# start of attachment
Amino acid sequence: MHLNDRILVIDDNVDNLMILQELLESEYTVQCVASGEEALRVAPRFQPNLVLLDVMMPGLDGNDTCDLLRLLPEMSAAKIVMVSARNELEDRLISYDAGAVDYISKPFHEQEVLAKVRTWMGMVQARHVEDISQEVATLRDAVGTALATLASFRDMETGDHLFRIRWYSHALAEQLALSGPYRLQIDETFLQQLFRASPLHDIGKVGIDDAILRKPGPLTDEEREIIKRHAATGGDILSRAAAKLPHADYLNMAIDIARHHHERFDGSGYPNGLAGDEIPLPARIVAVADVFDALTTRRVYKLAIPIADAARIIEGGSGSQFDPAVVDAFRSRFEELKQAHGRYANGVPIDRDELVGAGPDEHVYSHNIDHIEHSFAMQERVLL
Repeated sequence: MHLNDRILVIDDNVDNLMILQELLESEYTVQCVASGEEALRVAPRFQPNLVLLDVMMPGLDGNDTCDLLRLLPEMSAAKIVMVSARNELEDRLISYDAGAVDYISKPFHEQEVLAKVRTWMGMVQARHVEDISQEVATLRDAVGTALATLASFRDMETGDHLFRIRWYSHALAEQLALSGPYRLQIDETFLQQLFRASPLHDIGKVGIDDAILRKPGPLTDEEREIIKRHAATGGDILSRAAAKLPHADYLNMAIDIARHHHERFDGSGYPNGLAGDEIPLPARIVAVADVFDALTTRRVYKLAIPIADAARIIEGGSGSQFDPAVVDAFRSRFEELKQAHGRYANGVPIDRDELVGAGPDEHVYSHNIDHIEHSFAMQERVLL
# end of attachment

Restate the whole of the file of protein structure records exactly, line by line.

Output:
Amino acid sequence: MHLNDRILVIDDNVDNLMILQELLESEYTVQCVASGEEALRVAPRFQPNLVLLDVMMPGLDGNDTCDLLRLLPEMSAAKIVMVSARNELEDRLISYDAGAVDYISKPFHEQEVLAKVRTWMGMVQARHVEDISQEVATLRDAVGTALATLASFRDMETGDHLFRIRWYSHALAEQLALSGPYRLQIDETFLQQLFRASPLHDIGKVGIDDAILRKPGPLTDEEREIIKRHAATGGDILSRAAAKLPHADYLNMAIDIARHHHERFDGSGYPNGLAGDEIPLPARIVAVADVFDALTTRRVYKLAIPIADAARIIEGGSGSQFDPAVVDAFRSRFEELKQAHGRYANGVPIDRDELVGAGPDEHVYSHNIDHIEHSFAMQERVLL
Repeated sequence: MHLNDRILVIDDNVDNLMILQELLESEYTVQCVASGEEALRVAPRFQPNLVLLDVMMPGLDGNDTCDLLRLLPEMSAAKIVMVSARNELEDRLISYDAGAVDYISKPFHEQEVLAKVRTWMGMVQARHVEDISQEVATLRDAVGTALATLASFRDMETGDHLFRIRWYSHALAEQLALSGPYRLQIDETFLQQLFRASPLHDIGKVGIDDAILRKPGPLTDEEREIIKRHAATGGDILSRAAAKLPHADYLNMAIDIARHHHERFDGSGYPNGLAGDEIPLPARIVAVADVFDALTTRRVYKLAIPIADAARIIEGGSGSQFDPAVVDAFRSRFEELKQAHGRYANGVPIDRDELVGAGPDEHVYSHNIDHIEHSFAMQERVLL